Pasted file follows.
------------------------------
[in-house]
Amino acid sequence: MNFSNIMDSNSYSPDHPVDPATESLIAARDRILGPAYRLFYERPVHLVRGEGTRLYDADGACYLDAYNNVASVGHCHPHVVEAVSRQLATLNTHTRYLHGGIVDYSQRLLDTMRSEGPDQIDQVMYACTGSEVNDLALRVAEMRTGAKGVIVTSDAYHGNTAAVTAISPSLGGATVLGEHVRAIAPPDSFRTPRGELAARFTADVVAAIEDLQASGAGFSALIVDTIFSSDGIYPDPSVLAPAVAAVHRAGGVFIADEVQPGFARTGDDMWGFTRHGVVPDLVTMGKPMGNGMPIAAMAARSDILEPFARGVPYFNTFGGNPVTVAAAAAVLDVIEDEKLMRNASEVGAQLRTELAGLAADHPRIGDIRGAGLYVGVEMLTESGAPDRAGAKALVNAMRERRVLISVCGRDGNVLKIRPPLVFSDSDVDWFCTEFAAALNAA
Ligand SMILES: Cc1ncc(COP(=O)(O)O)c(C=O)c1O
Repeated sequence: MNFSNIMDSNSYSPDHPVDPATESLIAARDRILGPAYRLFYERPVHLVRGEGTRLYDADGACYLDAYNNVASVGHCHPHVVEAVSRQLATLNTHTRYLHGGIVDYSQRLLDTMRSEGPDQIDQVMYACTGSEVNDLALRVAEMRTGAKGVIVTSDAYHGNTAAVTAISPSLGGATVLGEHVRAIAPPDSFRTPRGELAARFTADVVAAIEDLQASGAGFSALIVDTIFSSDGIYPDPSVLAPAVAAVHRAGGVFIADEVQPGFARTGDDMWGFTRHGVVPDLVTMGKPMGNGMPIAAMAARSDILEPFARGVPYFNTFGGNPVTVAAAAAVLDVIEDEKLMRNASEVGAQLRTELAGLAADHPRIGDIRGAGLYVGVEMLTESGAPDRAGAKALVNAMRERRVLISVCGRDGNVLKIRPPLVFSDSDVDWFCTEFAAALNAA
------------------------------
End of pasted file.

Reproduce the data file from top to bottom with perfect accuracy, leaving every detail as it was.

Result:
[in-house]
Amino acid sequence: MNFSNIMDSNSYSPDHPVDPATESLIAARDRILGPAYRLFYERPVHLVRGEGTRLYDADGACYLDAYNNVASVGHCHPHVVEAVSRQLATLNTHTRYLHGGIVDYSQRLLDTMRSEGPDQIDQVMYACTGSEVNDLALRVAEMRTGAKGVIVTSDAYHGNTAAVTAISPSLGGATVLGEHVRAIAPPDSFRTPRGELAARFTADVVAAIEDLQASGAGFSALIVDTIFSSDGIYPDPSVLAPAVAAVHRAGGVFIADEVQPGFARTGDDMWGFTRHGVVPDLVTMGKPMGNGMPIAAMAARSDILEPFARGVPYFNTFGGNPVTVAAAAAVLDVIEDEKLMRNASEVGAQLRTELAGLAADHPRIGDIRGAGLYVGVEMLTESGAPDRAGAKALVNAMRERRVLISVCGRDGNVLKIRPPLVFSDSDVDWFCTEFAAALNAA
Ligand SMILES: Cc1ncc(COP(=O)(O)O)c(C=O)c1O
Repeated sequence: MNFSNIMDSNSYSPDHPVDPATESLIAARDRILGPAYRLFYERPVHLVRGEGTRLYDADGACYLDAYNNVASVGHCHPHVVEAVSRQLATLNTHTRYLHGGIVDYSQRLLDTMRSEGPDQIDQVMYACTGSEVNDLALRVAEMRTGAKGVIVTSDAYHGNTAAVTAISPSLGGATVLGEHVRAIAPPDSFRTPRGELAARFTADVVAAIEDLQASGAGFSALIVDTIFSSDGIYPDPSVLAPAVAAVHRAGGVFIADEVQPGFARTGDDMWGFTRHGVVPDLVTMGKPMGNGMPIAAMAARSDILEPFARGVPYFNTFGGNPVTVAAAAAVLDVIEDEKLMRNASEVGAQLRTELAGLAADHPRIGDIRGAGLYVGVEMLTESGAPDRAGAKALVNAMRERRVLISVCGRDGNVLKIRPPLVFSDSDVDWFCTEFAAALNAA